Caring for plus size patients requires more staff and puts them at risk of injury. These challenges can be overcome by providing caregivers with the correct bariatric equipment.
Obesity has been called the most prevalent, chronic, relapsing, and ultimately fatal disease of the modern world.
FACT: 13% of the world’s adult population is obese1 and the repercussions of managing this pandemic are substantial and intensifying.2
The complex and challenging needs of the plus size patient are well documented, but let’s consider for one moment how this might impact the caregiver. Can they provide effective bariatric care as well as protect themselves from injury?
- Healthcare workers in the USA3 reported one of the highest occupational injury rates 2014, more than public construction workers! The USA is not unique in this.
- More than half of nursing injuries were musculo-skeletal disorders such as back, shoulder and neck injury.3
- 60% of caregivers injuries are related to physical repositioning in bed, turning & transfers4, and immobile patients need moving many times each day. When nursing plus size patients, more staff are required and greater loads are lifted.
FACT: Nurses and caregivers often put the wellbeing of their patients ahead of their own!
But that does not have to be the case.
What can be done to help?
- Staff generally find ceiling lifts to be the least demanding method of patient handling, and it is the quickest transfer method.5 Patients also tend to prefer ceiling lifts to either floor lifts or manual handling.5
- A purpose-designed bariatric hospital bed can aid with patient repositioning.
- When protective equipment is available and easy to use, it is used! Reduce your exposure to physical load6 by selecting a lift sheet that is designed to replace the bed sheet and remain in situ. These are available with high safe working loads making them suitable for plus size patients.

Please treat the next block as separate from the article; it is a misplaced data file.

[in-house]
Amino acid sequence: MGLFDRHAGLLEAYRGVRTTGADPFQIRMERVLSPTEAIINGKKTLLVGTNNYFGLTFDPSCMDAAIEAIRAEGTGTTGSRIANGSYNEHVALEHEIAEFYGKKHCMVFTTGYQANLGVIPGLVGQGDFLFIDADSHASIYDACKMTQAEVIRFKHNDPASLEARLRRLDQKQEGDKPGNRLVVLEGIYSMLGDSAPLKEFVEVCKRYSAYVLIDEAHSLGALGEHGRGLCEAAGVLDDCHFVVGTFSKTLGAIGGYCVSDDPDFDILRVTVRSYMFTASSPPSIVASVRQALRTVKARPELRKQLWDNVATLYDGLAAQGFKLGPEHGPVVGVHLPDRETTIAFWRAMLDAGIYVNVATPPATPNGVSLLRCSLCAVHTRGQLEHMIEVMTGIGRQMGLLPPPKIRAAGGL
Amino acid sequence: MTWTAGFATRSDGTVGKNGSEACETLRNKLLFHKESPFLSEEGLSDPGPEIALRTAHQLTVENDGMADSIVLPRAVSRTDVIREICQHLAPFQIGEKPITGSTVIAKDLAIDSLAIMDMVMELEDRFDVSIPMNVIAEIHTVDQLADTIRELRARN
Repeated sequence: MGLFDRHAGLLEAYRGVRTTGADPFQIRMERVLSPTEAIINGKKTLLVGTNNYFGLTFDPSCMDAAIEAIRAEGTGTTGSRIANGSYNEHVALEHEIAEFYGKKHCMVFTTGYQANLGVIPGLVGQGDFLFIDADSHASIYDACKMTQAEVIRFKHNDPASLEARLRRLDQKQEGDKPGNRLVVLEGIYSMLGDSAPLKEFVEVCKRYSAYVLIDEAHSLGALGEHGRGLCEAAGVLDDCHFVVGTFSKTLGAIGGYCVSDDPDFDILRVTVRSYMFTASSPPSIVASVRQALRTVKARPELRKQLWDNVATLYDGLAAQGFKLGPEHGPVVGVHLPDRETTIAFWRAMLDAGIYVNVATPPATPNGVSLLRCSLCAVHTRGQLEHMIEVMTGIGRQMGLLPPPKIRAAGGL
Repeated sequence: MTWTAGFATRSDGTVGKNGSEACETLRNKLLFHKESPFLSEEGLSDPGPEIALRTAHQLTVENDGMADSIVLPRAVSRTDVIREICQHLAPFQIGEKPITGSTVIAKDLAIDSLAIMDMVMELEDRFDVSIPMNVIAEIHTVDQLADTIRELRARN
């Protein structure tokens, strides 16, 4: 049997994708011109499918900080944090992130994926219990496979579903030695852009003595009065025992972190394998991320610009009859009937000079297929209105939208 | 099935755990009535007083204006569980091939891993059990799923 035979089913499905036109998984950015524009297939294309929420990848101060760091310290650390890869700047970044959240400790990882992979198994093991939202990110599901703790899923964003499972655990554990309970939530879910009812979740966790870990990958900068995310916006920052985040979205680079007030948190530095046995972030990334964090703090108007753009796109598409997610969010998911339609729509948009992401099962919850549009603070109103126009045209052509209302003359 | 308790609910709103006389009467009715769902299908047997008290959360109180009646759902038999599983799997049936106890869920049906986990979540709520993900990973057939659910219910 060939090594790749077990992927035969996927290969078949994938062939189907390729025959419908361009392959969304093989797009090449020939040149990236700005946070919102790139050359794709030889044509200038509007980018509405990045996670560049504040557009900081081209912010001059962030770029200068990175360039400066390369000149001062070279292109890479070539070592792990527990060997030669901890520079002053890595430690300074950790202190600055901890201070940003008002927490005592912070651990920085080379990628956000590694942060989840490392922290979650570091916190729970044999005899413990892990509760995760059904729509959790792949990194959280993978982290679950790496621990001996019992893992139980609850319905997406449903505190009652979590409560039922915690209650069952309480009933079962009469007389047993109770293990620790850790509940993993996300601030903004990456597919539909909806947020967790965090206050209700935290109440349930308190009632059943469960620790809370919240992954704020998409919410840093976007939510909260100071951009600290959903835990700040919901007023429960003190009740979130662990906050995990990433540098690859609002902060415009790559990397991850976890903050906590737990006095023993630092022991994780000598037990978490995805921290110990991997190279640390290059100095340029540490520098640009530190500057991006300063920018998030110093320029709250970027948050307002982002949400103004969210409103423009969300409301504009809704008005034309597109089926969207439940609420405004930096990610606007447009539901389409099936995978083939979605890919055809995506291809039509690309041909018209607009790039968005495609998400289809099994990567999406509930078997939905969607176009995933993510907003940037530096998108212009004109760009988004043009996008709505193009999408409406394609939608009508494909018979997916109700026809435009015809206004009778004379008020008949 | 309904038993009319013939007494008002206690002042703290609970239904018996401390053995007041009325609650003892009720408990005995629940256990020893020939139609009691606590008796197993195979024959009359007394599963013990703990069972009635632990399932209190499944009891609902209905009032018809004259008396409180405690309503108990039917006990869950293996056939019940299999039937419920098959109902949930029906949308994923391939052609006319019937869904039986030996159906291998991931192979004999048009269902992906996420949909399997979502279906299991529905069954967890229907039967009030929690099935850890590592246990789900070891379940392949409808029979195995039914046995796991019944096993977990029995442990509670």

- Risk doesn’t stop at the bedside. Consider bariatric bathing and toileting facilities: can they accommodate the larger patient and reduce the physical effort required by staff?
It has been almost 25-years since Garg & Owen7 reached the following conclusion and their finding is still true today:
“An appropriate ergonomic intervention programme [equipment for patient care, toileting and bathing] offers great promise in reducing physical stress and risk of low-back pain to nursing personnel.”
If you need to build or adapt your healthcare facility to cater for these demographic changes, you can download the bariatric chapter of the Arjo Guidebook for Architects and Planners.
1World Health Organisation Fact Sheet 311 (2015): http://www.who.int/mediacentre/factsheets/fs311/en/
2Beitz JM. Providing Quality Skin and Wound Care for the Bariatric Patient: An Overview of Clinical. Ostomy Wound Manage. 2014; 60(1): 12–21
3Bureau of Labor Statistics, U.S. Department of Labor. Non-fatal occupational injuries and illnesses requiring days away from work – 2014. 2015; USDL-15-2205. http://www.bls.gov/news.release/osh2.nr0.htm (accessed February 2016).
4McCoskey KL. Ergonomics and patient handling. AAOHN Journal, 2007; 55(11): 454‐462.
5Alamgir 2009, Dutta 2012
6Knibbe HJJ, Knibbe NE. Evaluation of a novel bed sheet used to reposition and transfer patients in an intensive care unit. British J Nurs. 2015; 24: 19-23
7Garg A, Owen B. Reducing back stress to nursing personnel: an ergonomic intervention in a nursing home. Ergonomics. 1992; 35(11): 1353-1375